But back to differences. And I’ll quickly point out that there will always be specific instances of media and fiction that subvert the norm, but since I can’t possibly read and watch everything ever, please understand I’m going to talk in relatively broad strokes. I acknowledge that the inherent flaw in generalisation is that there’s always exceptions. Another reason I hate black and white morality.
So before I waste any more word count, the differences are primarily in attitude and solutions. Since Magical Girls are inherently magical in nature, I will also be focussing on their Super Hero counterparts – those with unexplainable powers. Simply; no technologically based Supers.
Something very prevalent in Western Super Hero fiction is a major machismo streak. Men are big, muscular, powerful, and dominate through force. It’d be very easy to draw Might Makes Right comparisons, but often that’s overdone with villains in order to diminish any comparisons to the heroes themselves. The villains are the opposite; slight, quick, and often weak – using some kind of object to overcome their weakness and get to the hero’s level of power. Again, another machismo attitude – the bad guys are inherently weak, far from the classic masculine ideal.
Even women in the super hero genre seem more masculine than most I’ve ever met; unemotional, unempathic, and guided by sexual tension more than anything else. This is nothing new, and nothing specific to the Super Hero genre. In fact, you could say that action genres as a whole often have these traits. But this is where it differs from Magical Girls.
Magical Girl stories are much less often aimed at a male audience. The western machismo streak doesn’t present itself as often in Asian media either, and while obviously Asian society has just as many patriarchal issues on a societal level, a show aimed entirely with the basis of empowering young women immediately loses all the machismo that western super heroics has embedded within it. Magical Girl stories are far more about emotion – many even have them as the source of their power, or the catalyst of their climactic final move.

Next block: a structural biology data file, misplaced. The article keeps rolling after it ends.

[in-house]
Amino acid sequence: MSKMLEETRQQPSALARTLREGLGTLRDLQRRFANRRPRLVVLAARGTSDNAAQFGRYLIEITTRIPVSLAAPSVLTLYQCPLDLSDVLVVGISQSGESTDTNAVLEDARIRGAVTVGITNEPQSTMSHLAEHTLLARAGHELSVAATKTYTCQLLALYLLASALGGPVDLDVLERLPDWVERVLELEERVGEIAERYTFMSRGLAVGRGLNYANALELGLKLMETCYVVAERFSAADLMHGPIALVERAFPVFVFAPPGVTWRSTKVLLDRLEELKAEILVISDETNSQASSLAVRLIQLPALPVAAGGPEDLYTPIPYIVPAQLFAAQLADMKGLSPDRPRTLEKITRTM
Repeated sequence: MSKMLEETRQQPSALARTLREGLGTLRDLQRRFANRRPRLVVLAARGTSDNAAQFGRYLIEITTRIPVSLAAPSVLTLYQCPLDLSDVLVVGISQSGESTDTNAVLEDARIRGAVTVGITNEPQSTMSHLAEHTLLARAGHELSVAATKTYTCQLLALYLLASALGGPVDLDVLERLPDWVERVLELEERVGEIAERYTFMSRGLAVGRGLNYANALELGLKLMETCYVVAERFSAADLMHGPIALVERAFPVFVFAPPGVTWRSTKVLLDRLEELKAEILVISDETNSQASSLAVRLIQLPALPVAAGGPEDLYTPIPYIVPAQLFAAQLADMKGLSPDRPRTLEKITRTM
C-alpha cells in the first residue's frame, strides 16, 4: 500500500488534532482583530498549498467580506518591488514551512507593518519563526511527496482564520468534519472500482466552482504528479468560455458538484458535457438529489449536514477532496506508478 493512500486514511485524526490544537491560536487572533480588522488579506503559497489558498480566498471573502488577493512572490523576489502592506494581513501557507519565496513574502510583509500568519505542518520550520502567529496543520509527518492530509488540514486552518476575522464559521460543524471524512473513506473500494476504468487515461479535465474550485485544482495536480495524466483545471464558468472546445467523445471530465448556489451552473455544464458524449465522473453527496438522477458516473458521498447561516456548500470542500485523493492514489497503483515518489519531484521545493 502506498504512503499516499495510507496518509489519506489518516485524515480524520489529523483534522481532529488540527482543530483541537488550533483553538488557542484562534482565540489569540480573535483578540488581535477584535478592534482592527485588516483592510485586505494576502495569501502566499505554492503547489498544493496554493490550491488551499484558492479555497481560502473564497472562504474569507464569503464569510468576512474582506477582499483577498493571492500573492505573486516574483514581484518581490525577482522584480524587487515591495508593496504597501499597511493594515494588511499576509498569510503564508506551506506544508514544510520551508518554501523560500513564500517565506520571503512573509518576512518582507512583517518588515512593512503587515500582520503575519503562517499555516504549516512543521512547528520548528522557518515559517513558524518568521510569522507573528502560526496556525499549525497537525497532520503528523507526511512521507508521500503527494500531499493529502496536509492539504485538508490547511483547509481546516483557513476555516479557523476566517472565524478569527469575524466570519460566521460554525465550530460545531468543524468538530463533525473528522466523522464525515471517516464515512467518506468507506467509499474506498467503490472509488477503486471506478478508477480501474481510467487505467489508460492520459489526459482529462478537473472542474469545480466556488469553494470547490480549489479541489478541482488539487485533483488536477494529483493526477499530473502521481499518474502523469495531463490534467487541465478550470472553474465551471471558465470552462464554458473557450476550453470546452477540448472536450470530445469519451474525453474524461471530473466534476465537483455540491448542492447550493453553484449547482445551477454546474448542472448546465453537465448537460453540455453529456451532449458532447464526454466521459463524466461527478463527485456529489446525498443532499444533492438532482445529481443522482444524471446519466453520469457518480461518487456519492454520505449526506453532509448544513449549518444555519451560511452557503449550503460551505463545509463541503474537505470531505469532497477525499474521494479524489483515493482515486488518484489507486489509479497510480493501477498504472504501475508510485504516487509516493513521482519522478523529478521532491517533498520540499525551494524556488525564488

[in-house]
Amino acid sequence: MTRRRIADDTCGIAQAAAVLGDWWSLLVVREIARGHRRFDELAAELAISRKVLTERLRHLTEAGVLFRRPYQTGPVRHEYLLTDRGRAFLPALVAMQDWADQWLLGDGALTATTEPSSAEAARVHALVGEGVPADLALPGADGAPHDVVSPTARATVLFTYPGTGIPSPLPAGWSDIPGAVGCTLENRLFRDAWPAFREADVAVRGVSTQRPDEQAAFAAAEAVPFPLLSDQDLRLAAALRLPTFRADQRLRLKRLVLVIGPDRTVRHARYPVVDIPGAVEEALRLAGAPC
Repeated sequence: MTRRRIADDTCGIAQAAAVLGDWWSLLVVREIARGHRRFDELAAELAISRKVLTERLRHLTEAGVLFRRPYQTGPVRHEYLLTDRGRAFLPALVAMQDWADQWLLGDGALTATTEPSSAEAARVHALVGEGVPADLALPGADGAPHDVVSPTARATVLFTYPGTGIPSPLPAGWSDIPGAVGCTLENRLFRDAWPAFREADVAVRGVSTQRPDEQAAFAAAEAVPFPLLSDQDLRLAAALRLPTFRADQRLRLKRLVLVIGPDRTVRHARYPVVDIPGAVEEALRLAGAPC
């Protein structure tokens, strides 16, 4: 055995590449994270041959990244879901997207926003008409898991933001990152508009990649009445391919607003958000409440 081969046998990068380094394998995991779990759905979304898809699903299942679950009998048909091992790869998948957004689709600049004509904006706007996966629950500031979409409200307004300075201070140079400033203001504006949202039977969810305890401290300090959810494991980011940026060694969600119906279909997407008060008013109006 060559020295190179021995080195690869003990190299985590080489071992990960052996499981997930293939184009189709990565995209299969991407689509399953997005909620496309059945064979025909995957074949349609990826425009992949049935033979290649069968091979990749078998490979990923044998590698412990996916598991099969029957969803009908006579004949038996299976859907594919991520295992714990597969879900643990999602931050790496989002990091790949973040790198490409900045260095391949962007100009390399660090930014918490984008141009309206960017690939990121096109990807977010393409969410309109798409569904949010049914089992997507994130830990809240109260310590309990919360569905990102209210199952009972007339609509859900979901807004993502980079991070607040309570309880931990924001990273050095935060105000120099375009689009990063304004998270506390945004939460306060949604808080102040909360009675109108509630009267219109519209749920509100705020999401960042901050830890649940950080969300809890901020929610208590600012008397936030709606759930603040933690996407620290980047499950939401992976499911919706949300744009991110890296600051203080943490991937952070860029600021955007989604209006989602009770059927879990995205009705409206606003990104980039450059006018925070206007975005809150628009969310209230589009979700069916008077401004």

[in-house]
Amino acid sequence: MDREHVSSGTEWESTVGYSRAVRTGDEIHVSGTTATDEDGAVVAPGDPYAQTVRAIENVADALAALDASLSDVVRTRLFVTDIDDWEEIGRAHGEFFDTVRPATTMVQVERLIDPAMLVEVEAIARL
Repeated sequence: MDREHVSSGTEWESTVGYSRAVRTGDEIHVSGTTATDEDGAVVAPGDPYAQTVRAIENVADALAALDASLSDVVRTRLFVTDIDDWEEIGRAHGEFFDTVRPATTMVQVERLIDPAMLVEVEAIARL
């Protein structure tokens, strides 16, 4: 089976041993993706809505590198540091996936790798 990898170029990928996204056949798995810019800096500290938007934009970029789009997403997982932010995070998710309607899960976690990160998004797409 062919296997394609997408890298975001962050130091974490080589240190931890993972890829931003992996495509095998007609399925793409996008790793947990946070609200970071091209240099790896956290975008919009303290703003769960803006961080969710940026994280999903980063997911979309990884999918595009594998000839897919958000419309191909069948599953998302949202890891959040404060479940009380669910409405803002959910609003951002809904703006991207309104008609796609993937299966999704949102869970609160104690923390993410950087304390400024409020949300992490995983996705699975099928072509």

The girls in question are also young teens, and since most aren’t aimed at guys, are portrayed as cute, rather than sexy or characteristically powerful. They’re often naive and rarely assertive. The stories focus on these young girls coming to terms with their powers as they struggle to preserve the things important to them, and the bad guys are less seen as something to defeat, but as something to protect against. This is a crucial difference, and leads us to the second section.
The majority of western super heroics leads to the heroes hunting down and defeating the bad guy – the climactic tension is from the battle and overcoming of a foe. Magical Girl foes are fought off, but the climactic tension is from making sure no harm comes to those they care about, or the life-style they’re trying to protect. I believe this stems from two factors:
First, Western Superheroics tend to be militaristic in their attitude towards problem solving. Someone is doing a bad thing, so you must find them, go in full force, and stop them. Finding them is rarely hard, and defeating them just involves punching them hard enough that they can be taken to jail, banished, or killed (though naturally not by the hero, but by the villain’s own hubris, kids!). The heroes already have the power to accomplish this, it’s just a matter of working out who or where they are.